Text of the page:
The Forgotten Pension

Nov 2, 2016 | Tony Byrne's View

coins-currency-investment-insurance-largeA study conducted at the end of 2015 by the Association of Accounting Technicians (AAT) found that over the course of the average UK work life, the average worker would have worked at least six different jobs, be late for work 141 times and had at least 2 bad bosses! Some interesting statistics there for you to get your teeth into, especially if you knew how many cups of tea you would have made over that period.

The reason I have noted the first statistic down in particular is because there is a good chance you would have set up a pension whilst working at each job. As time goes by your personal and employer contributions continue to be added into your pension scheme, until of course you leave the company and go forward to further improve your career. It can be agreed that whilst you are in your thirties and forties, it is easy to overlook your pensions as at that time it is not an urgent priority, especially if you have a young family. So what this means therefore is that as you switch jobs, it is most likely that you would have forgotten about a few of those pensions.

We recently had a client who came to us asking for advice on five different pensions that they had accumulated over the years, and wanted to know what to do with them.  The advice of course will depend on your personal circumstances, especially if you are over 55 years of age, as you will have the ability to access your pension benefits. If you do not want or need to access your pension, it might be worth us looking to see if it would be beneficial to consolidate these into one pension so that you have more administrative control and can allow you to keep a better eye on the performance of your pension. Alternatively you could take 25% of your pensions as a tax free cash lump sum and use this to pay off your mortgage or purchase an around the world cruise. Bear in mind however if you start to take an income from your pension you will limit how much you can contribute into them, so always take financial advice before making a decision.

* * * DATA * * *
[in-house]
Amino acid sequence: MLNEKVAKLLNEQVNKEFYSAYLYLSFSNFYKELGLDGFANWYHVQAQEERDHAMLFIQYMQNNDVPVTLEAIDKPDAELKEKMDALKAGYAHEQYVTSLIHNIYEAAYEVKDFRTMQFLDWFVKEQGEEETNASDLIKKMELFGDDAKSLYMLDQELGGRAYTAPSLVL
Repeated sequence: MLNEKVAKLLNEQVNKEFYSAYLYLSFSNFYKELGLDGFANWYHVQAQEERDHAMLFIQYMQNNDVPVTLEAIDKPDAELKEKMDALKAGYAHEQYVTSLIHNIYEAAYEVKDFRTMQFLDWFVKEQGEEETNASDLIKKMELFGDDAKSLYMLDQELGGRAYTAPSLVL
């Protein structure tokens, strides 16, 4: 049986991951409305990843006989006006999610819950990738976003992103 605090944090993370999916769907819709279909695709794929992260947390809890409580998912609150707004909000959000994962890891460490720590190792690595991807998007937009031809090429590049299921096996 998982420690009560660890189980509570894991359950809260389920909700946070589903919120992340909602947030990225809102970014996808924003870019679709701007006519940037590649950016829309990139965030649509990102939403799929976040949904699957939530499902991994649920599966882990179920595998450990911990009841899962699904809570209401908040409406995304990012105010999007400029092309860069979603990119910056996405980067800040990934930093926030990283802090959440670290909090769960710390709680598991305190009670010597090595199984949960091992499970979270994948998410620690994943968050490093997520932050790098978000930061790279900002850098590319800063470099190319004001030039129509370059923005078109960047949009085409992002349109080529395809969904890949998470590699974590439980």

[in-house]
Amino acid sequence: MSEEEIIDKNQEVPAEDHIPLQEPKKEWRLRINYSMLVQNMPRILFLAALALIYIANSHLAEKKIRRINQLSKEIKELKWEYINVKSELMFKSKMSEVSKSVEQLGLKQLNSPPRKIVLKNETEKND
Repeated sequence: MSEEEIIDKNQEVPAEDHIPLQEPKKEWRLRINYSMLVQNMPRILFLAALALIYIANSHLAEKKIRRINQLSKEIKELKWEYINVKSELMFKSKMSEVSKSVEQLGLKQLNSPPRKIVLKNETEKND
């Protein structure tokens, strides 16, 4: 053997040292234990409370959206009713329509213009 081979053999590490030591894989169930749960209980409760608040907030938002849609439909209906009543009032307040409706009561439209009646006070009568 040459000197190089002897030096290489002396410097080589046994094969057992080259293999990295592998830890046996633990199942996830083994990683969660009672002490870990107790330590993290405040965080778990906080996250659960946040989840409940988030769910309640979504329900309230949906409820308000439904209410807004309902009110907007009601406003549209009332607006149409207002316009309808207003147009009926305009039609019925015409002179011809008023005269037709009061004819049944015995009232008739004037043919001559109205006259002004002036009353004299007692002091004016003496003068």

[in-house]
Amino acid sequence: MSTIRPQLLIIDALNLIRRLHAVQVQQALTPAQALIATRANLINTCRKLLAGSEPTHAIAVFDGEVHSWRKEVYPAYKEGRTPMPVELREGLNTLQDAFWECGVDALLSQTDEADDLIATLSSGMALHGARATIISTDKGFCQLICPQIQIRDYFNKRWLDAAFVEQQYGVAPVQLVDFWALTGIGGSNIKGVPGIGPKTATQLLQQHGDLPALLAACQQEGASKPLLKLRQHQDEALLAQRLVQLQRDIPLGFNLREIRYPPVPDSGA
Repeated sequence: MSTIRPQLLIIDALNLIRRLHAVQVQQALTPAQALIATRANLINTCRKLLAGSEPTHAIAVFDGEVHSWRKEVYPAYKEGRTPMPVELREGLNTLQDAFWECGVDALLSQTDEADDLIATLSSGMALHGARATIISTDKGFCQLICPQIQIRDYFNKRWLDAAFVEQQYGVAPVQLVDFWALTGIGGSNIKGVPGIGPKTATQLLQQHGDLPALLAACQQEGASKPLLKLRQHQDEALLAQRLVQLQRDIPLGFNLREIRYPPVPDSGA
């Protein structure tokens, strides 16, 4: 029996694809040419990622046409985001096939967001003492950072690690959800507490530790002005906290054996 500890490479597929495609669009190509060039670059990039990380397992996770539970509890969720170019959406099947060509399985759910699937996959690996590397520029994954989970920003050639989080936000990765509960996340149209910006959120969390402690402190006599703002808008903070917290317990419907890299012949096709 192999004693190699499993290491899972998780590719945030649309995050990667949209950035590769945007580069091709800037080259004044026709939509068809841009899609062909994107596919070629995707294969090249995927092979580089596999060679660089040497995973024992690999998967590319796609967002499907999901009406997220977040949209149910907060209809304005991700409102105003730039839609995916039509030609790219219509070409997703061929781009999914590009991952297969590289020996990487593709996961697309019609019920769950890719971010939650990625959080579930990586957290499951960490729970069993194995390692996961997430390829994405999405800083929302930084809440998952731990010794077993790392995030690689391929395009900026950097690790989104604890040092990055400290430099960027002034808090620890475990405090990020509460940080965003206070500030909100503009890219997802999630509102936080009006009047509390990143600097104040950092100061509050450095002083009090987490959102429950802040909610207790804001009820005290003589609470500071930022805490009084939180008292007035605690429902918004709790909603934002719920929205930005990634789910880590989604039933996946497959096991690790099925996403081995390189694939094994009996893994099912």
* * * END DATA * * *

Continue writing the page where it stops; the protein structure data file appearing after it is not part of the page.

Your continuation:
Ultimately the value of these pensions will be the deciding factor. However, this is not to say if it is small you cannot do anything about this. Another client recently was able to withdraw an old work place pension without any impact because the value was less than £10,000. This is known as a Small Pots Payment and your previous pension scheme administrators may be able to implement this for you.

Depending on how long and how much you contributed into each of these pensions, they could potentially be worth transferring and consolidating. Which when you consider the fact that there are around three billion pounds remaining in unclaimed pensions, it might be a good idea to look through your old paperwork.

I urge you therefore to have a think and check what old pensions you may have lurking around. Every penny counts and I am sure you do not want your pension to fall into the unclaimed pension statistic.

Stock market linked investments and any income from them, can fall as well as rise and is not guaranteed. Any figures quoted are for illustrative purposes and should not be taken as a forecast or guarantee. Past performance should not be seen as an indication of future returns and clients may get back less than they have invested.

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